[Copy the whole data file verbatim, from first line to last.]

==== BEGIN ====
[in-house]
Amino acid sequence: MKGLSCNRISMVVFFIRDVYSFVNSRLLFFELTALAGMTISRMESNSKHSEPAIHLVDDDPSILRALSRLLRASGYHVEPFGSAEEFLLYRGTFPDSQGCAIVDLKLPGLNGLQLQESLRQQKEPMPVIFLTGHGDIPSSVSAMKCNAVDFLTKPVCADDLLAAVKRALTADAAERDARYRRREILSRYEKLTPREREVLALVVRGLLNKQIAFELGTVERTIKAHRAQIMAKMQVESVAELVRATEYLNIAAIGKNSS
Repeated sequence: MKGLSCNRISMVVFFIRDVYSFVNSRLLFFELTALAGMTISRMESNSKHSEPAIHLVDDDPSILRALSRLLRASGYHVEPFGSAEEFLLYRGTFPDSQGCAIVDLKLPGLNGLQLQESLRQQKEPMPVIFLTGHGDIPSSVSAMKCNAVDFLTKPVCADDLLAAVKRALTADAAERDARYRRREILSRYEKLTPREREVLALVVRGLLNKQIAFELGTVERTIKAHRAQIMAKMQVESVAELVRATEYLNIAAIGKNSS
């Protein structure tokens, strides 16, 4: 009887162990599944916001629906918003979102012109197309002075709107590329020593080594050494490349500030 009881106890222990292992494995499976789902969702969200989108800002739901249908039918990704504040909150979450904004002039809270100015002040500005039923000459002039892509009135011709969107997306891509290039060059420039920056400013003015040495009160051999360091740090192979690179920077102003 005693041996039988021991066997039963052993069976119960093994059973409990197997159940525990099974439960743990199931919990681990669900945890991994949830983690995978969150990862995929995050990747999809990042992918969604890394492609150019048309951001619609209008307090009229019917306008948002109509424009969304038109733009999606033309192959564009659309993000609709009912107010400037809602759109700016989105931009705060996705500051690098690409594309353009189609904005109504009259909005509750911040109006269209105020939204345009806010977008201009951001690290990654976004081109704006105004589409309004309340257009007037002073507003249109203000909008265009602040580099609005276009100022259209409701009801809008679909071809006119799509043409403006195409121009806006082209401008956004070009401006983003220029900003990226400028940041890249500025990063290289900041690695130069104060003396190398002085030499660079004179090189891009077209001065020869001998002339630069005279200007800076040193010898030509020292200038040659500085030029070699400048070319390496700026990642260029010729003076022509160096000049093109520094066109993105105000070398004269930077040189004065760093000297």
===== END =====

[in-house]
Amino acid sequence: MKGLSCNRISMVVFFIRDVYSFVNSRLLFFELTALAGMTISRMESNSKHSEPAIHLVDDDPSILRALSRLLRASGYHVEPFGSAEEFLLYRGTFPDSQGCAIVDLKLPGLNGLQLQESLRQQKEPMPVIFLTGHGDIPSSVSAMKCNAVDFLTKPVCADDLLAAVKRALTADAAERDARYRRREILSRYEKLTPREREVLALVVRGLLNKQIAFELGTVERTIKAHRAQIMAKMQVESVAELVRATEYLNIAAIGKNSS
Repeated sequence: MKGLSCNRISMVVFFIRDVYSFVNSRLLFFELTALAGMTISRMESNSKHSEPAIHLVDDDPSILRALSRLLRASGYHVEPFGSAEEFLLYRGTFPDSQGCAIVDLKLPGLNGLQLQESLRQQKEPMPVIFLTGHGDIPSSVSAMKCNAVDFLTKPVCADDLLAAVKRALTADAAERDARYRRREILSRYEKLTPREREVLALVVRGLLNKQIAFELGTVERTIKAHRAQIMAKMQVESVAELVRATEYLNIAAIGKNSS
């Protein structure tokens, strides 16, 4: 009887162990599944916001629906918003979102012109197309002075709107590329020593080594050494490349500030 009881106890222990292992494995499976789902969702969200989108800002739901249908039918990704504040909150979450904004002039809270100015002040500005039923000459002039892509009135011709969107997306891509290039060059420039920056400013003015040495009160051999360091740090192979690179920077102003 005693041996039988021991066997039963052993069976119960093994059973409990197997159940525990099974439960743990199931919990681990669900945890991994949830983690995978969150990862995929995050990747999809990042992918969604890394492609150019048309951001619609209008307090009229019917306008948002109509424009969304038109733009999606033309192959564009659309993000609709009912107010400037809602759109700016989105931009705060996705500051690098690409594309353009189609904005109504009259909005509750911040109006269209105020939204345009806010977008201009951001690290990654976004081109704006105004589409309004309340257009007037002073507003249109203000909008265009602040580099609005276009100022259209409701009801809008679909071809006119799509043409403006195409121009806006082209401008956004070009401006983003220029900003990226400028940041890249500025990063290289900041690695130069104060003396190398002085030499660079004179090189891009077209001065020869001998002339630069005279200007800076040193010898030509020292200038040659500085030029070699400048070319390496700026990642260029010729003076022509160096000049093109520094066109993105105000070398004269930077040189004065760093000297």